Listing 9. example08a.c with incorrect output modifier
#include <stdio.h>
int main () {
   int a = 10, b = 200;
   printf ("INITIAL: a = %d, b = %d\n", a, b );        // Modifier “=” is used for a
   asm ("AR %0, %1\n" 
            :"=r"(a) 
            :"r"(b));
   printf ("RESULT : a = %d, b = %d\n", a, b );
   return 0;
}

The intent of the program is to assign the sum of variables a and b to a. It uses the AR instruction for that purpose. The AR instruction adds the value in both operands together and then stores the sum back to the first operand. As such, it carries out both read and write operations on the first operand. By specifying the "=" modifier, the user notifies the compiler that only the write operation is required for the first operand (variable a). This misleads the compiler, and the execution of the example08a.c code will be incorrect.

Listing 10. Result of using incorrect output modifier
xlc -o example08a ./example08a.c  
./example08a
INITIAL: a = 10, b = 200
RESULT : a = 200, b = 200        <- a is supposed to be 210

Using the proper modifier "+" will produce the correct result. Figure 4 exhibits the difference in the codes generated by the compiler for both cases with the incorrect modifier usage on the left side and the proper modifier usage on the right side.

Figure 4. Difference in the generated codes when using different modifiers

The difference in the assembly codes generated reveals that using write-only modifier "=" indeed misleads the compiler. As seen on the left panel, the compiler omits a load to register r0 [ L %r0,172(,%r15) ] before calling the AR instruction [ AR %r0, %r1 ] on it. As a result, r0 will participate in the AR instruction not with the value of variable a, but with whatever happens to be in it. This explains why the "=" modifier produces incorrect results. On the other hand, using the correct modifier "+", as shown in the right panel, will avoid this problem. The compiler loads the proper value to register r0 [ L %r0,172(,%r15) ] before using it.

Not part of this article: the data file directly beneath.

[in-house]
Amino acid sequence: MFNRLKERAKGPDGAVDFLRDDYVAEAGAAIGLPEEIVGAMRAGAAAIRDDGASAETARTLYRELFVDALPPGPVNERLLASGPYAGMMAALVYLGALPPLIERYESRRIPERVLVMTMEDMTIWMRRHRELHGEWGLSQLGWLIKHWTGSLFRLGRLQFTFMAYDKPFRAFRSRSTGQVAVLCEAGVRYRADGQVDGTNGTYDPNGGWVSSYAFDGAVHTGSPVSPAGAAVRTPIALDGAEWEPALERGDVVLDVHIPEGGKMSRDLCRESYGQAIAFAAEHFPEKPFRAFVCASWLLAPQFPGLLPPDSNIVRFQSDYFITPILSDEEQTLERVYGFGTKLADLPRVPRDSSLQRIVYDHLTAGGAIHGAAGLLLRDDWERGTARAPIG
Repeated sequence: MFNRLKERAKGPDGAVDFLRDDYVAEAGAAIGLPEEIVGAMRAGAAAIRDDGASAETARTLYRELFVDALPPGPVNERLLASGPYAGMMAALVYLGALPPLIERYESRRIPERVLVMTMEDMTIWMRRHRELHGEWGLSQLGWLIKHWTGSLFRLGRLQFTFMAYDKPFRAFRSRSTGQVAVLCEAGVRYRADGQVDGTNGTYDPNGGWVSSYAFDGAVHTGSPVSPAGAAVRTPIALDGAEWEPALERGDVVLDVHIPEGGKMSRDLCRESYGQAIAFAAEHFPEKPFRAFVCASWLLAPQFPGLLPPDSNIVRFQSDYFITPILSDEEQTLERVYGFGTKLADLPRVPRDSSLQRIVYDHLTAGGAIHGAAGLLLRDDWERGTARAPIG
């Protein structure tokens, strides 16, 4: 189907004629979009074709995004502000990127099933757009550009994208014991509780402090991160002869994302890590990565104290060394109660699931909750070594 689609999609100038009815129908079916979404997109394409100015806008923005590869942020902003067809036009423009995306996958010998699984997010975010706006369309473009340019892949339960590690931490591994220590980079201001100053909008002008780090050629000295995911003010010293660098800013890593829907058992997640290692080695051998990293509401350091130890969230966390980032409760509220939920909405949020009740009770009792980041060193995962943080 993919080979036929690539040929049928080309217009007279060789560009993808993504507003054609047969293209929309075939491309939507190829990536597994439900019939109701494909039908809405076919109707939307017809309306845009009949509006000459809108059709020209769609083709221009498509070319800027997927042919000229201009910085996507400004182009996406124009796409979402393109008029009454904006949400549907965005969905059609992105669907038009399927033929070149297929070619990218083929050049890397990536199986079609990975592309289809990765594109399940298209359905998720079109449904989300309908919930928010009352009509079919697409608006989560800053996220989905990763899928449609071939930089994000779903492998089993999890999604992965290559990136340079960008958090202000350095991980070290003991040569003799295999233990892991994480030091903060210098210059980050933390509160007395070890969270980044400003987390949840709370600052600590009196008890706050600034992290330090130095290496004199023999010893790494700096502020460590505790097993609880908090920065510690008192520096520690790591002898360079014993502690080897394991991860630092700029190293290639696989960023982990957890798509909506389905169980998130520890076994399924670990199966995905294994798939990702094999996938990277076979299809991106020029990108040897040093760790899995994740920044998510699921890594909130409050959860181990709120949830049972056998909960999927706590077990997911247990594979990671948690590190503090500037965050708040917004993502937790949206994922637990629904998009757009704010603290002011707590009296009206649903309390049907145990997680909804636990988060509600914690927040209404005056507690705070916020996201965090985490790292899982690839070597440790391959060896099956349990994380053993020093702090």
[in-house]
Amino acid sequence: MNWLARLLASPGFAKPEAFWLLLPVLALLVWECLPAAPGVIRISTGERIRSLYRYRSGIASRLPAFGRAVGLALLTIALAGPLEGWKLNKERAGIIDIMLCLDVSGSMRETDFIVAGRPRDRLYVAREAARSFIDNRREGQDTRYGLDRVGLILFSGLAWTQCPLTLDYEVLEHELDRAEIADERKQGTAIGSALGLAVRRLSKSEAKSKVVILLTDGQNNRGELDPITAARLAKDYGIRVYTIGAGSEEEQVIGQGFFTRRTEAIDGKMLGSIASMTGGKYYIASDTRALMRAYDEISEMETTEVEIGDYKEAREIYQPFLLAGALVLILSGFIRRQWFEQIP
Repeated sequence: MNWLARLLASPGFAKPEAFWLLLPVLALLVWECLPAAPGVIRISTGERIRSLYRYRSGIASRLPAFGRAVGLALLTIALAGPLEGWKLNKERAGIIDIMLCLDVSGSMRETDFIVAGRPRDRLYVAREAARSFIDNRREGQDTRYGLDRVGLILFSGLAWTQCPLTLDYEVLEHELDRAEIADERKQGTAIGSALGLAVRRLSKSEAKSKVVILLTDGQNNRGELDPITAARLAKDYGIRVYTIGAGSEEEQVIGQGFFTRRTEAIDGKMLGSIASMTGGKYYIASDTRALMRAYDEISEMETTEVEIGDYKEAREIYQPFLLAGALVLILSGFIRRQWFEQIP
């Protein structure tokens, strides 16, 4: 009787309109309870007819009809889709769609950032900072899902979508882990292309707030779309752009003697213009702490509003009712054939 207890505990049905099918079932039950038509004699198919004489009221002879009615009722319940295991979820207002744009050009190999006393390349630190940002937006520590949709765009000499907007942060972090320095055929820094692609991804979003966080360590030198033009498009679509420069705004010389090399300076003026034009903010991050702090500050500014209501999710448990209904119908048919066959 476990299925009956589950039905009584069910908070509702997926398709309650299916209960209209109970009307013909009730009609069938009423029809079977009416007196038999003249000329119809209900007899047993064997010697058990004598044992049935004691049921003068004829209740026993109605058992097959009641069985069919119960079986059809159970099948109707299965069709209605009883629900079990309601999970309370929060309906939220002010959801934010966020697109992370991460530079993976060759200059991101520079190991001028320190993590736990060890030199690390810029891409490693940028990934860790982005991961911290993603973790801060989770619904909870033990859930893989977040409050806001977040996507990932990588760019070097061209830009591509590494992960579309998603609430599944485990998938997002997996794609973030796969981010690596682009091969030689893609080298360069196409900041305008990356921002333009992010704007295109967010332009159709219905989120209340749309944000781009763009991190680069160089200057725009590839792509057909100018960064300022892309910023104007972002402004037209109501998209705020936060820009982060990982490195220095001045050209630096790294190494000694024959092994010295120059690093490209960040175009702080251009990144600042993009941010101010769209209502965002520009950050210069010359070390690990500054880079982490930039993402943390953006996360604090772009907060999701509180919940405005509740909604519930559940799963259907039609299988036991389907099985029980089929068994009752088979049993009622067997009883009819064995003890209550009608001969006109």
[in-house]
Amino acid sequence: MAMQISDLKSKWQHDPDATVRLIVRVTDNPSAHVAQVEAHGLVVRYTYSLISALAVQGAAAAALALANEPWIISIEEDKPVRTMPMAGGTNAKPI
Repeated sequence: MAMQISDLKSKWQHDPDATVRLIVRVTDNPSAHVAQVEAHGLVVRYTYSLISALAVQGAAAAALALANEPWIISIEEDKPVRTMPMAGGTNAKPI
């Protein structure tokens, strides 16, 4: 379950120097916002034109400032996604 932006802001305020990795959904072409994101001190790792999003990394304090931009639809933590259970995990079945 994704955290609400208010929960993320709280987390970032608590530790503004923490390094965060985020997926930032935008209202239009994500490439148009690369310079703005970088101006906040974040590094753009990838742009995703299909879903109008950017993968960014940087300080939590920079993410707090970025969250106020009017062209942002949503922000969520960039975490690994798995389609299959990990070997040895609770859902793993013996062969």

The only way to avoid using improper modifiers is to refer to the definitions of the corresponding assembler instructions before using them. For more details, you can refer to z/Architecture Principles of Operation (IBM Publication No. SA22-7832-10). You can also find a link to the official version in the References section.

The output operand list

The output operand list consists of zero or more output operands. When there is no output operand, the list is empty. In this case, the output operand list is reduced to only the corresponding ":" in the inline assembly statement. Output operands on the list are separated by commas. Each operand consists of a mandatory modifier which is either "+" or "=", a constraint, and a C/C++ expression enclosed in parenthesis. The value of the C/C++ expression is used as the output operand for the assembler instructions in the inline assembly statement. Output operands must be modifiable l-values.

The input operand list

The input operand list consists of zero or more input operands. When there is no input operand, the list is empty. In this case, the input operand list is reduced to only the corresponding ":" in the inline assembly statement. Input operands on the list are separated by commas. Each operand consists of a constraint and a C/C++ expression enclosed in parenthesis. The value of the C/C++ expression is used as the input operand for the assembler instructions in the inline assembly statement.

The clobber list

The clobber list is a comma-separated list of (a) memory, (b) the condition code, and (c) register names. All values on the clobber list must be in double quotations and separated by commas. The purpose of the clobber list is to inform the compiler about the updates that the assembler instructions might have on entities not listed in the output operand list or the input operand list.